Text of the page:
Friday, December 12, 2014

3.5 out of 5: Call Down the Moon by Mary Gillgannon

Call Down the Moon (Soulmates #1)

By Mary Gillgannon

Published: December 29, 2014

Book Blurb:
In the ninth-century, Irish warrior Connar fell hopelessly in love with Aisling, one of the Nine Sisters, a group of priestesses skilled in healing. When Aisling came to a tragic end, he used magic to travel to the future to reunite with her.

His beloved Aisling is now Allison Hunter, a free-lance writer in Denver. Although Allison doesn’t remember her past life, she is instantly attracted to Connar when she interviews him for an article. But someone has followed Connar from the past, and they are determined to keep Allison and Connar apart.

As Allison begins to have visions of a violent and terrifying confrontation, she struggles to separate the past from the present and trust in a love that transcends even death.

Reviewed by Phoenix Andrews, 3.5 out of 5

Call Down the Moon could have easily been 5 stars. I had a difficult time rating this book because the story was spectacular but there were editing, content and format issues I couldn't overlook. Honestly, I would give the author 5 stars for the story and the publisher 3 stars for editing. Maybe the final version of the book will be edited a bit more than the ARC, as the book doesn't actually release until the 29th of December. 

I received an ARC from ManicReaders for review and the copy I downloaded didn't display properly on my Kindle. After converting the file to .mobi it still had issues where the second half of the book's text was in italics. This was annoying and if the story had been so interesting it would have kept me from finishing the book.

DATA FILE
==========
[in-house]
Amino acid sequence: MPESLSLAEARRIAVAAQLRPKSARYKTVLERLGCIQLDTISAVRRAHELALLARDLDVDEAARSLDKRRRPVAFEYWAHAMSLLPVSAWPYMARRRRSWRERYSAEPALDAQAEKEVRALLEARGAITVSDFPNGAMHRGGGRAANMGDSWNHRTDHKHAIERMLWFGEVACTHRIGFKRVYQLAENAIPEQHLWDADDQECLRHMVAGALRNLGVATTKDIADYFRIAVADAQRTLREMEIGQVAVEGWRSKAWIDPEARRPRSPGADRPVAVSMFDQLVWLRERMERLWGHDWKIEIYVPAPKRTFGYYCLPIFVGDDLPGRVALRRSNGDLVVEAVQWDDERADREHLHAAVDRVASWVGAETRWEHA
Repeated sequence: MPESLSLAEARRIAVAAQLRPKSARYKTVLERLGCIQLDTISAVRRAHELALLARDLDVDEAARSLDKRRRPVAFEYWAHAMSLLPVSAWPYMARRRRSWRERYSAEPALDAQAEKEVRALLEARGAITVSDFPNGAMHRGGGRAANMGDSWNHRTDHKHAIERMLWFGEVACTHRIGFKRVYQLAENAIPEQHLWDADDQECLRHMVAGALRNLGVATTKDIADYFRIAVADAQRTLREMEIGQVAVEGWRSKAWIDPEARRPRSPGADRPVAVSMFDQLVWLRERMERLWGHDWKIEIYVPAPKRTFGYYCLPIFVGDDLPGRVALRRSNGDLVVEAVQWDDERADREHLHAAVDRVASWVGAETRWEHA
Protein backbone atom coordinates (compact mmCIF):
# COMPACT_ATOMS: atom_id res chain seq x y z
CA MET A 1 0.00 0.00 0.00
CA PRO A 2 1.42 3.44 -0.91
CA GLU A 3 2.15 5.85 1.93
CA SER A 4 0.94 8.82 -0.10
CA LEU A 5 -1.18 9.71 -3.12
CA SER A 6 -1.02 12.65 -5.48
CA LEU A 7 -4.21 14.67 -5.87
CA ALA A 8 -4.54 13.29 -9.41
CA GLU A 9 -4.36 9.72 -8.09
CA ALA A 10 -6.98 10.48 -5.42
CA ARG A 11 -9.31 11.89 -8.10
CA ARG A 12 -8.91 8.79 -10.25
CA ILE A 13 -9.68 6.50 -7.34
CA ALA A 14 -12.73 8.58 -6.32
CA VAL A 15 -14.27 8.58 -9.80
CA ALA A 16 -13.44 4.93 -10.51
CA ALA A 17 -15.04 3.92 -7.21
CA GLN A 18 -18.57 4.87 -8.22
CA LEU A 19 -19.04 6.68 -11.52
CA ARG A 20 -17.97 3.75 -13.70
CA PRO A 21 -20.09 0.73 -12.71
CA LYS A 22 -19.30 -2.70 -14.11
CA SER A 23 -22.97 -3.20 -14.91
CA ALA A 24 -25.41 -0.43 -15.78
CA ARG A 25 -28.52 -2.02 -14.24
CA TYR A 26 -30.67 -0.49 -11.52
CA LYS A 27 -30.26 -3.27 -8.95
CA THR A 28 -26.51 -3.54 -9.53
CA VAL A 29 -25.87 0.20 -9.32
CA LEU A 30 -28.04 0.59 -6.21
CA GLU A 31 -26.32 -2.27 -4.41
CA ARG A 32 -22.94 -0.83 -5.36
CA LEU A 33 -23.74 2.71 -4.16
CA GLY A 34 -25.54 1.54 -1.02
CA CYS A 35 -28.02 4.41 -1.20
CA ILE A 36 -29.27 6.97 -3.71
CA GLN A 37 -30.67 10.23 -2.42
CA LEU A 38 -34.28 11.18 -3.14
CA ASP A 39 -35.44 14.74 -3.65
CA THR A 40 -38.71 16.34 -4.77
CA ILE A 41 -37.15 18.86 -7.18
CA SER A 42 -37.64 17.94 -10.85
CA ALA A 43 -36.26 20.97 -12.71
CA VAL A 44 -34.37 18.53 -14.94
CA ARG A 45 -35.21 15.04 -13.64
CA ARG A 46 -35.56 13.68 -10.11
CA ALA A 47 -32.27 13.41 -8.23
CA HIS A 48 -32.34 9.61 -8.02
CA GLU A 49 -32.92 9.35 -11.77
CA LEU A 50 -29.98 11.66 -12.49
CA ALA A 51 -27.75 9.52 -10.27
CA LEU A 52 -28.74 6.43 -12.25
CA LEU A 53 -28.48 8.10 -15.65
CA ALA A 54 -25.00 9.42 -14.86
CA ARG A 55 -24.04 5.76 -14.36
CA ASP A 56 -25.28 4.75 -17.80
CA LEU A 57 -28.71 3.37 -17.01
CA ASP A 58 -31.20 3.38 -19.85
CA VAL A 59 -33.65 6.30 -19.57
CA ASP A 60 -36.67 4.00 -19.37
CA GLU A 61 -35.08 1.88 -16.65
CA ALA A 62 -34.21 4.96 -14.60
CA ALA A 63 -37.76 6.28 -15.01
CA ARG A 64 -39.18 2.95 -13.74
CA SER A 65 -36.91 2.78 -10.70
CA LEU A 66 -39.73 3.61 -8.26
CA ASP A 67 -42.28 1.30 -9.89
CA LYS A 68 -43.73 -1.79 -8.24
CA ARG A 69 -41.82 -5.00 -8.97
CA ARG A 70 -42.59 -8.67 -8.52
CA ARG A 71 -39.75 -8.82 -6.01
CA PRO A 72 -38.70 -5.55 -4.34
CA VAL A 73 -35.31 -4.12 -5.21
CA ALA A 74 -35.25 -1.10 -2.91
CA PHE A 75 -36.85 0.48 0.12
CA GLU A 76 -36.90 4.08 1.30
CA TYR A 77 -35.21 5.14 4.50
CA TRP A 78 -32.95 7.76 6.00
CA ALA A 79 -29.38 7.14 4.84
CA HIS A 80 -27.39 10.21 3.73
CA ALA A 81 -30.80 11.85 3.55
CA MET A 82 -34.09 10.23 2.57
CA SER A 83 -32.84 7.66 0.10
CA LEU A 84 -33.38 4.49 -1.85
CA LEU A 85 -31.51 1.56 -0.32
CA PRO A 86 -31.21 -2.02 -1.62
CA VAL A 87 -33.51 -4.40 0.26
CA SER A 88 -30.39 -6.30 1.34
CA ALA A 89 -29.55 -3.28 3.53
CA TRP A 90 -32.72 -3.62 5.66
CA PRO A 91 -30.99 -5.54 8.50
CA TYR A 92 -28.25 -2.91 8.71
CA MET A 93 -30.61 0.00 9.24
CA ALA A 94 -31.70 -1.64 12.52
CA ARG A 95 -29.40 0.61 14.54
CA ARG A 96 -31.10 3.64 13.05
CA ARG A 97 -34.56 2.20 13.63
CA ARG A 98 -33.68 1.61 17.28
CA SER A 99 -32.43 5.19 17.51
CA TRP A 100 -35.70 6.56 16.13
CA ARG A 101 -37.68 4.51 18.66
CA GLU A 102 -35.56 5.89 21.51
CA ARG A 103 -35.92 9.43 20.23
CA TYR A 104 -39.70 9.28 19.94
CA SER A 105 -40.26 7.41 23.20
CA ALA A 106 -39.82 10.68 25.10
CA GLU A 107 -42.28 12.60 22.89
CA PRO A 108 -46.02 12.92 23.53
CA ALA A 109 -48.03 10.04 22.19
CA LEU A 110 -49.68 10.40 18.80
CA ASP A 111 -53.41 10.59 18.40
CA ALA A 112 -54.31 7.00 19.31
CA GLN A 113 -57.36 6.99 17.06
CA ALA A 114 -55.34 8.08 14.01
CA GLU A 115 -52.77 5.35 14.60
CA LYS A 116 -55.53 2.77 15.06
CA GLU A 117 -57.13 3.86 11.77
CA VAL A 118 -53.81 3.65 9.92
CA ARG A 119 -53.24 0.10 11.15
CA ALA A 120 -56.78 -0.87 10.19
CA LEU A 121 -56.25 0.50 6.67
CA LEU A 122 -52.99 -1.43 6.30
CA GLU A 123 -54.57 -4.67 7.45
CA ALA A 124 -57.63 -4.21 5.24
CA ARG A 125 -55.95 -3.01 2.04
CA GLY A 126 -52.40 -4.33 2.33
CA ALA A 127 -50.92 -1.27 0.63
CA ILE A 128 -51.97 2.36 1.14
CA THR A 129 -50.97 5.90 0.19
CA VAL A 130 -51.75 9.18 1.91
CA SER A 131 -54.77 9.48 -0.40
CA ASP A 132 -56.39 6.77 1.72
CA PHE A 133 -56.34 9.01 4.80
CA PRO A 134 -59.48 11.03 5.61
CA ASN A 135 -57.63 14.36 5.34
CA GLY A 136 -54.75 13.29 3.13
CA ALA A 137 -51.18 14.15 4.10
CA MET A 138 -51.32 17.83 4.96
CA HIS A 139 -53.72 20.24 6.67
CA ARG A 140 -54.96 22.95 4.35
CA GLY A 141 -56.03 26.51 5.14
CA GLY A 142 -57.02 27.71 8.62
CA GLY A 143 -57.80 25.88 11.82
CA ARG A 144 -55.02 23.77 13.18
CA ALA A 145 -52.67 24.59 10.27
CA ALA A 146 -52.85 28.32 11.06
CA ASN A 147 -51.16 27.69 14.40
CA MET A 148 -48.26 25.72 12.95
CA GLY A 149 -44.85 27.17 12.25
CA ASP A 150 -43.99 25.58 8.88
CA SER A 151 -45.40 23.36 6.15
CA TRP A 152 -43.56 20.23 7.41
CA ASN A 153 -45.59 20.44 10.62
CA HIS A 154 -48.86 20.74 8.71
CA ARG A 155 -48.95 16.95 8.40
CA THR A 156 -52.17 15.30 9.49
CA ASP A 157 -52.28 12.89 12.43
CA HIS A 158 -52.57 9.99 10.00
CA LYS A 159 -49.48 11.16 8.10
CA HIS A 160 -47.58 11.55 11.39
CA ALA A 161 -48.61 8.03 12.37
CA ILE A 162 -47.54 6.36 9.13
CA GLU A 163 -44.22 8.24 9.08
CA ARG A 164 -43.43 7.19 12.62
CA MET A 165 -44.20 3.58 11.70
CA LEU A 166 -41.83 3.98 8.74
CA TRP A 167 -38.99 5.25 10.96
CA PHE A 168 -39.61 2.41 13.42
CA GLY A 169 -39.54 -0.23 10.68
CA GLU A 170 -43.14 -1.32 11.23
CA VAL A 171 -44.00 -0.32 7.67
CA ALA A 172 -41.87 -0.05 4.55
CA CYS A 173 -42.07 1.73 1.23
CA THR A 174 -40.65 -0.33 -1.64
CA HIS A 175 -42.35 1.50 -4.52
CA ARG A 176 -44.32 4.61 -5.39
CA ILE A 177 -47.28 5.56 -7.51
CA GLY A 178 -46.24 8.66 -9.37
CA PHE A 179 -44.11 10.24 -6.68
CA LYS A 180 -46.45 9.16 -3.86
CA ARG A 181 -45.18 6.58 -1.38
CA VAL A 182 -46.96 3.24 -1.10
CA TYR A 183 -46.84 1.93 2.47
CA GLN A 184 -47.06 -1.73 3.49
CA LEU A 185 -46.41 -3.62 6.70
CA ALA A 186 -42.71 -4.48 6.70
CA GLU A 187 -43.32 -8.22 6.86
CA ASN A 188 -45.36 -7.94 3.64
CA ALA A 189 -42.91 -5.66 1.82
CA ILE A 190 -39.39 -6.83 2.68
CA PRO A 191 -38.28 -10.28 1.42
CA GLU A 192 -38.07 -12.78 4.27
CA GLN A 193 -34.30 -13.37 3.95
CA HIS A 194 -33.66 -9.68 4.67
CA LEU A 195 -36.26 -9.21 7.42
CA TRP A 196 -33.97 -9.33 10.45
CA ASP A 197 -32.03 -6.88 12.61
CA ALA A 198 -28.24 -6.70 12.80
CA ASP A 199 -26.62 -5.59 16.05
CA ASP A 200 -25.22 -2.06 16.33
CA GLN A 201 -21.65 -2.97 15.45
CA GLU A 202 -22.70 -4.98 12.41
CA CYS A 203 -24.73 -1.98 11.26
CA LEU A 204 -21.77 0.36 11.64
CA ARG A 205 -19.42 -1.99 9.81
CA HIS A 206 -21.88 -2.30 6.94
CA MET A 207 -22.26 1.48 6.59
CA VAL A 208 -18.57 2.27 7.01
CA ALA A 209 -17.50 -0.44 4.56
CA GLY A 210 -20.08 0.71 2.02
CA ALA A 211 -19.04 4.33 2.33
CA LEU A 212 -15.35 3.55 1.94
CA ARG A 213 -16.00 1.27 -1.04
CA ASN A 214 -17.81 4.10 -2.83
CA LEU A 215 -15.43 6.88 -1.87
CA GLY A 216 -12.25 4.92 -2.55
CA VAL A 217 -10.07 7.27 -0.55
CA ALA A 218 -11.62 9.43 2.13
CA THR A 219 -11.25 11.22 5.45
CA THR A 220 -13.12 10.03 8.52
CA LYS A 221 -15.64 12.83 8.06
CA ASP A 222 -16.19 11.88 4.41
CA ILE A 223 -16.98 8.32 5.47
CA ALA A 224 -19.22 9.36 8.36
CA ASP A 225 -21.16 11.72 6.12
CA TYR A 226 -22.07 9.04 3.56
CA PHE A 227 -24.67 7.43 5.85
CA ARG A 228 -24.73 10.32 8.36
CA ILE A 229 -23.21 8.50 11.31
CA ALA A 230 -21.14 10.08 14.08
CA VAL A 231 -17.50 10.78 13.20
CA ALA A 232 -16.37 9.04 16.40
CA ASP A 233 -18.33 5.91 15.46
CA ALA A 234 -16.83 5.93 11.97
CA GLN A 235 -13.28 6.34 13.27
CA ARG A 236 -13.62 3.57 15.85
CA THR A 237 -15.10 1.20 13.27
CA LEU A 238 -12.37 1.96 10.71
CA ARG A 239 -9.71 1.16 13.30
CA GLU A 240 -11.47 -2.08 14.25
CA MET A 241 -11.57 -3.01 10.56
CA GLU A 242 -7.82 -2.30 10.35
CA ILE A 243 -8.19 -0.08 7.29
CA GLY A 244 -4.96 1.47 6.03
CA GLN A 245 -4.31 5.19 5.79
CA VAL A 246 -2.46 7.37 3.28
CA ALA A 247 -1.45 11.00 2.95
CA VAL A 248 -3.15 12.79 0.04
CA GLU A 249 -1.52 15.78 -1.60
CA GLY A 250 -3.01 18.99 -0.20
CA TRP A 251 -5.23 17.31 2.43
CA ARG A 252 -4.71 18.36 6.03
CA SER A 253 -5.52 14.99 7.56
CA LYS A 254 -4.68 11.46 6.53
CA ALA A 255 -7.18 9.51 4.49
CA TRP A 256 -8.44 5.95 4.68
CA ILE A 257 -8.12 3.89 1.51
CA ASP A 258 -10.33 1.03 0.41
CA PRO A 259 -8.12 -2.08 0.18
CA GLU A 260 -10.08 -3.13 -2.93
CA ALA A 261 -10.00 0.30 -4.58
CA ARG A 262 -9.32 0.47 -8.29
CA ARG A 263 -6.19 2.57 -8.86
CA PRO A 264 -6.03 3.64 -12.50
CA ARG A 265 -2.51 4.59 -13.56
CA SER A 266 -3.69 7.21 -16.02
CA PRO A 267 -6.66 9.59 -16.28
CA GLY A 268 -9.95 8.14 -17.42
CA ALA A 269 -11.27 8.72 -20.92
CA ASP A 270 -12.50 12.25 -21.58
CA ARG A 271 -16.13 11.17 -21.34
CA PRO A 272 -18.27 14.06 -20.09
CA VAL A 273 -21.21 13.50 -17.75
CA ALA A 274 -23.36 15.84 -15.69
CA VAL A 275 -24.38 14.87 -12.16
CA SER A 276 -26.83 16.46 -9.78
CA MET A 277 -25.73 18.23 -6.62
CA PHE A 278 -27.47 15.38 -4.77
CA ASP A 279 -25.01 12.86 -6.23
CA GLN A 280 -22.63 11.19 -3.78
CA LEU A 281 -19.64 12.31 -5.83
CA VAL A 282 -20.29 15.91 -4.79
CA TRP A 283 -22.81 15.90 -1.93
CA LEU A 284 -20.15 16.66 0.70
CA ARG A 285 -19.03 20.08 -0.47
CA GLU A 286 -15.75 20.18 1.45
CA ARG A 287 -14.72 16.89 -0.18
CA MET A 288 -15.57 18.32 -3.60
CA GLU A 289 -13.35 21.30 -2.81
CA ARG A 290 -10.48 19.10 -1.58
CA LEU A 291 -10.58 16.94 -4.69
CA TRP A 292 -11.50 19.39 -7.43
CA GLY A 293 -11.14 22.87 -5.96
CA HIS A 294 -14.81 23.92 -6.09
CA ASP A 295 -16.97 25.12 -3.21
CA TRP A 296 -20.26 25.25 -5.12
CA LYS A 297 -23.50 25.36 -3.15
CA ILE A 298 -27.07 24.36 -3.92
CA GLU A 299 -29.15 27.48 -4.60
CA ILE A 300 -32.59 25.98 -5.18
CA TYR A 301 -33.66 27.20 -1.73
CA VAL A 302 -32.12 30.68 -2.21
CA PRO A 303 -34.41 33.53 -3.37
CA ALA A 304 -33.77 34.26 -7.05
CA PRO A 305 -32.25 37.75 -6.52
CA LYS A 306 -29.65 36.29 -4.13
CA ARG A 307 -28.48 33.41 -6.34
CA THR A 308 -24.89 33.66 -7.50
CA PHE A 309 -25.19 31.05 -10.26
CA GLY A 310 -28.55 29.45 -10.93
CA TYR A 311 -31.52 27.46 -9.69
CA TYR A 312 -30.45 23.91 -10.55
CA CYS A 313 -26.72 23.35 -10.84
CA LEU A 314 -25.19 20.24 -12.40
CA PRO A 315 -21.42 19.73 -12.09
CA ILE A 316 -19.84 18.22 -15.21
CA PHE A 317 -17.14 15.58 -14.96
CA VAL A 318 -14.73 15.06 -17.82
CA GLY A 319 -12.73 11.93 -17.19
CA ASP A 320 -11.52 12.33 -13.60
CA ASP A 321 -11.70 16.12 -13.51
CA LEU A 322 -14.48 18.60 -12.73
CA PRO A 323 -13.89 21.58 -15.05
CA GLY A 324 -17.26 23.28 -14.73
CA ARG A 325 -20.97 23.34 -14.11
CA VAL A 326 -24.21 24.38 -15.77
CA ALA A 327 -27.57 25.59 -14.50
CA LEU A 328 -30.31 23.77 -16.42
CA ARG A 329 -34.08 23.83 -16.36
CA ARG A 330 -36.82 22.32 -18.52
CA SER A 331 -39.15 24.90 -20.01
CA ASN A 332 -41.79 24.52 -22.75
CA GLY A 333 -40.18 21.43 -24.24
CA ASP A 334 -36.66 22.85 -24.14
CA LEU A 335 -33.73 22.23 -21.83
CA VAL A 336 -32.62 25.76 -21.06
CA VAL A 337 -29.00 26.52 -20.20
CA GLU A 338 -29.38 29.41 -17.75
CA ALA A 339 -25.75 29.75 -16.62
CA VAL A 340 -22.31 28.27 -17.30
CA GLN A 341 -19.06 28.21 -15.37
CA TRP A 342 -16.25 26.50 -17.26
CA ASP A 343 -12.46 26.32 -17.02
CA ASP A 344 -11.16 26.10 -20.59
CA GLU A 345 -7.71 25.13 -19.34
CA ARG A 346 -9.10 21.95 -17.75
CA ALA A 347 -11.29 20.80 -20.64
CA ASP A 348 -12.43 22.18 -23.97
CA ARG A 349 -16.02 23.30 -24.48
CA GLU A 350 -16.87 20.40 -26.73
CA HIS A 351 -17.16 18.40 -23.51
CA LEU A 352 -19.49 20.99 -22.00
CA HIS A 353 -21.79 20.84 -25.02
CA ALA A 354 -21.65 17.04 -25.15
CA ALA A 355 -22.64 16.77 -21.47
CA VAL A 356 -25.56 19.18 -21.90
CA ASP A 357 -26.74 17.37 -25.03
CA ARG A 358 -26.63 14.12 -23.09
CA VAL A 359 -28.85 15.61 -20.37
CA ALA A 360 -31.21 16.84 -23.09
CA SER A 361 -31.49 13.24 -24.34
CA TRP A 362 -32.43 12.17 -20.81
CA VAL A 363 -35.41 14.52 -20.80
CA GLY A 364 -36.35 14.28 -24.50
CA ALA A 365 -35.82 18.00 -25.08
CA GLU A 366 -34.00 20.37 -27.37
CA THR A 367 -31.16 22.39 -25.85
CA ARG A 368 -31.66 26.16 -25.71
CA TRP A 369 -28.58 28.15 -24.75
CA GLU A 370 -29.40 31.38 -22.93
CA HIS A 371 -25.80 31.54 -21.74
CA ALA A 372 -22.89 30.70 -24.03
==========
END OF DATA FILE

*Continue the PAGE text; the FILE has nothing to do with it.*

There were some content issues that should have been caught in the editing process, especially since this is not a self-published book. At a certain point in the book, for almost an entire chapter, the characters couldn't decide what day of the week it was. One would say it was Sunday, then the next would say it was Saturday and so on while the scenes were all taking place on the same day. There were quite a few continuity errors involving what day of the week it was or what time it was that caused a lot of confusion while I was reading and jerked me out of the story. 

Some partial scenes were repeated throughout the book with one or two sentences exactly the same as an earlier scene. It was like the author wrote two versions of a character's inner dialogue on a certain topic and then forgot to delete the superfluous scene. Some background info was duplicated throughout the book and there were instances when a character would tell another what had just happened in a previous scene word for word. These are all simple content and continuity issues that should have been remedied during the editing process. 

The characters were well developed and the storyline was intriguing enough to have me staying up late to finish the book despite the issues stated above. In fact, after finishing the book, I immediately got online and checked to see if the author had written other books and when the second book in this series will be available. Everything considered, I recommend readers buy Call Down the Moon and give it a chance. 

Reviewer, Phoenix Andrews

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